Overall, about two-thirds of the teens in my research studies report that they were pressured or coerced into sexting at least some of the time. Being pressured into sexting sometimes happened within a dating relationship, or it might come from a person (usually a boy) with whom a girl wants to have a relationship. Wanting to attract that boy, and wanting to be attractive to a boyfriend or girlfriend, were the most common reasons for actually sending the photo. About 92% of the teens who were not pressured reported no problems following sexting; but that number dropped to only 68% of the teens who felt pressured into sexting.
Does this sound like harmless fun?
Perhaps children are too young to understand the risks that are entailed in social humiliation, but adults who do have a moral obligation to warn children off of this activity… not to write articles in the newspaper telling them that it's normal.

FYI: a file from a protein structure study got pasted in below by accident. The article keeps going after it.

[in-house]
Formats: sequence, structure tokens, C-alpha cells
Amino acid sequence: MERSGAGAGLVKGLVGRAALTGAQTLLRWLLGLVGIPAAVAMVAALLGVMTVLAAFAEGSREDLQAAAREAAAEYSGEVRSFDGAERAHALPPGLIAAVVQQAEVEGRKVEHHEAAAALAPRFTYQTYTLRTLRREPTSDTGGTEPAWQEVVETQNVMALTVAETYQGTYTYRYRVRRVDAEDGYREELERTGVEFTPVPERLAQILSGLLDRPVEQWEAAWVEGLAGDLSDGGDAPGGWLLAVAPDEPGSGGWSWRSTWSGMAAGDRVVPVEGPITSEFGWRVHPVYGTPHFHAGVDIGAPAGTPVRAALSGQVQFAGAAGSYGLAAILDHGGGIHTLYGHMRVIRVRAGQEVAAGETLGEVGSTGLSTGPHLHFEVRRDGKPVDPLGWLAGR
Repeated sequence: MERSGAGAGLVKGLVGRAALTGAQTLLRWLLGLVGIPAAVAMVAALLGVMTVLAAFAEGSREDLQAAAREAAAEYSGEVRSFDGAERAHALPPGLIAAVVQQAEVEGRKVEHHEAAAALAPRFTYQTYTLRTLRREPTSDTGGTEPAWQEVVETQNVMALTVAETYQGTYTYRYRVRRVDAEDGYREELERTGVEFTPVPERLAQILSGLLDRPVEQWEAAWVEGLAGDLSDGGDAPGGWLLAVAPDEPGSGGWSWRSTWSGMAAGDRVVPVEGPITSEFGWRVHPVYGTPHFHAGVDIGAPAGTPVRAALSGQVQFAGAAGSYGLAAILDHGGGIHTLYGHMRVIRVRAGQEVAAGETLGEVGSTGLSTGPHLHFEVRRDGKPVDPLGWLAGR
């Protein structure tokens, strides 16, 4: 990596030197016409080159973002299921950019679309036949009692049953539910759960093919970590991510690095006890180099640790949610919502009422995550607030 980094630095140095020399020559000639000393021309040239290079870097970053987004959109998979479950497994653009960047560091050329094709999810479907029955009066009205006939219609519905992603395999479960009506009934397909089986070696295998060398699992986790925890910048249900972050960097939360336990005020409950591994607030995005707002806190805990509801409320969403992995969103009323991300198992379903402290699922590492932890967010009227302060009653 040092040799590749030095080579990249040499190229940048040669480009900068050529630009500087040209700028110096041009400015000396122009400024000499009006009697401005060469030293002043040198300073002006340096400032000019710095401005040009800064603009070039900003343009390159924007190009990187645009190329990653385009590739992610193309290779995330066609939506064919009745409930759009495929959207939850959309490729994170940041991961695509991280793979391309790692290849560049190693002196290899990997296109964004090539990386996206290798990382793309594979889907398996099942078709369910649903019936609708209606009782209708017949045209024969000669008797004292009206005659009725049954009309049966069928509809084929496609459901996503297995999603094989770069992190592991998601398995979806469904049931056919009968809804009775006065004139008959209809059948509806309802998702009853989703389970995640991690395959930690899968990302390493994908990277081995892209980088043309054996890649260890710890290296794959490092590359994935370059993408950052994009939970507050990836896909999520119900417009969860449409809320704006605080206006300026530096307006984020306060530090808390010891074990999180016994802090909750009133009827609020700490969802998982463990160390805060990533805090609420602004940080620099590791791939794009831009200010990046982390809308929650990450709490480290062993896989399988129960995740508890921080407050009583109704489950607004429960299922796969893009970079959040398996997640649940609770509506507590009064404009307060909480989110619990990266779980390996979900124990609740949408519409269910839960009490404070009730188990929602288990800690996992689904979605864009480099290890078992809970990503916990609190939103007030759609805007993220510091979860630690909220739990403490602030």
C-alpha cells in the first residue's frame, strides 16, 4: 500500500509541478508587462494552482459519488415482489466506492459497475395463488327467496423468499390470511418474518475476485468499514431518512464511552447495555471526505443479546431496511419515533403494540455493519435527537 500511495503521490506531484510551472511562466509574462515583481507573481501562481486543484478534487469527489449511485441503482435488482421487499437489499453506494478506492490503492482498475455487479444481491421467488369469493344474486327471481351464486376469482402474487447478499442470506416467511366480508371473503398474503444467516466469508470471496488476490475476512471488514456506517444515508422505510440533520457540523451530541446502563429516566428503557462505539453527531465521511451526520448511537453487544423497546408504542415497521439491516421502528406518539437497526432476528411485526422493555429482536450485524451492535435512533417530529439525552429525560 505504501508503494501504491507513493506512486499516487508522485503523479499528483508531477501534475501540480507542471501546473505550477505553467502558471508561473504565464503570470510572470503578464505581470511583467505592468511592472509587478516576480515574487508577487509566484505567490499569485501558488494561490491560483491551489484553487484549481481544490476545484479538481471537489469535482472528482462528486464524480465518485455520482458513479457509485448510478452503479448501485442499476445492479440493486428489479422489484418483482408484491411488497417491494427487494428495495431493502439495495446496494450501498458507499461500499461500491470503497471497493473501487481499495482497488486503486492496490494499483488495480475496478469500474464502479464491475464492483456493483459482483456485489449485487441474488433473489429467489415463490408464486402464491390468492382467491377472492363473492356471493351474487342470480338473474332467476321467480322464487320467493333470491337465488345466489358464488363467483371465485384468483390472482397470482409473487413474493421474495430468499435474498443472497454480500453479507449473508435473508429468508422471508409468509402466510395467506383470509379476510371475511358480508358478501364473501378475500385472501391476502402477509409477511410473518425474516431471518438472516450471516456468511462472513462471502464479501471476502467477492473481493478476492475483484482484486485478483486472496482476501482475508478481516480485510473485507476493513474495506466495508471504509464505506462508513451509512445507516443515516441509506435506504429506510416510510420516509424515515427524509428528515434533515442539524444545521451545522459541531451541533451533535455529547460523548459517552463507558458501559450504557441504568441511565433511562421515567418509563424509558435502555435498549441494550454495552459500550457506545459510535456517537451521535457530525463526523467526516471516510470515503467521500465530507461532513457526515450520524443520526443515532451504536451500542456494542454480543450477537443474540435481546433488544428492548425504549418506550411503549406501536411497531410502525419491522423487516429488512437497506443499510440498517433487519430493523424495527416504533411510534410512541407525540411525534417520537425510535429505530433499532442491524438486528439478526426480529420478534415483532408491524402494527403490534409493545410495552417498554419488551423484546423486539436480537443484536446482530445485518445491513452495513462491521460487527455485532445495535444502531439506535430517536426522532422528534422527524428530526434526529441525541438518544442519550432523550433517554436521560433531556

Of course, Lena Dunham is a special case. She is a celebrity. We know that celebrities live by a different set of rules. Clearly, many of them hate it when their own sexts are exposed to the public against their will, but they have a better chance of career survival than does, say, a banker or a lawyer.
Which brings us to writer Vicky Ward. Call her the voice of adult reason. If psychologist Englander cannot offer sage advice about oversharing, Ward is happy to do so. At least, someone cares about what happens to children. And not just to children.
But, Ward was not writing about children when she denounced the recent tendency for the wives of powerful businessmen, when involved in divorce cases, to try to destroy their husbands by exposing their dirty linen in public.
For some it will count as a new chapter in female empowerment. Ward sets down her rule for such situations:
… rich people get divorced quietly. It’s a simple equation. Scandal equals reputational, emotional and financial ruin—for all concerned.
Take Christina Kelly, involved in nasty divorce proceeding with her husband Sage, a banker at Jeffries and Co.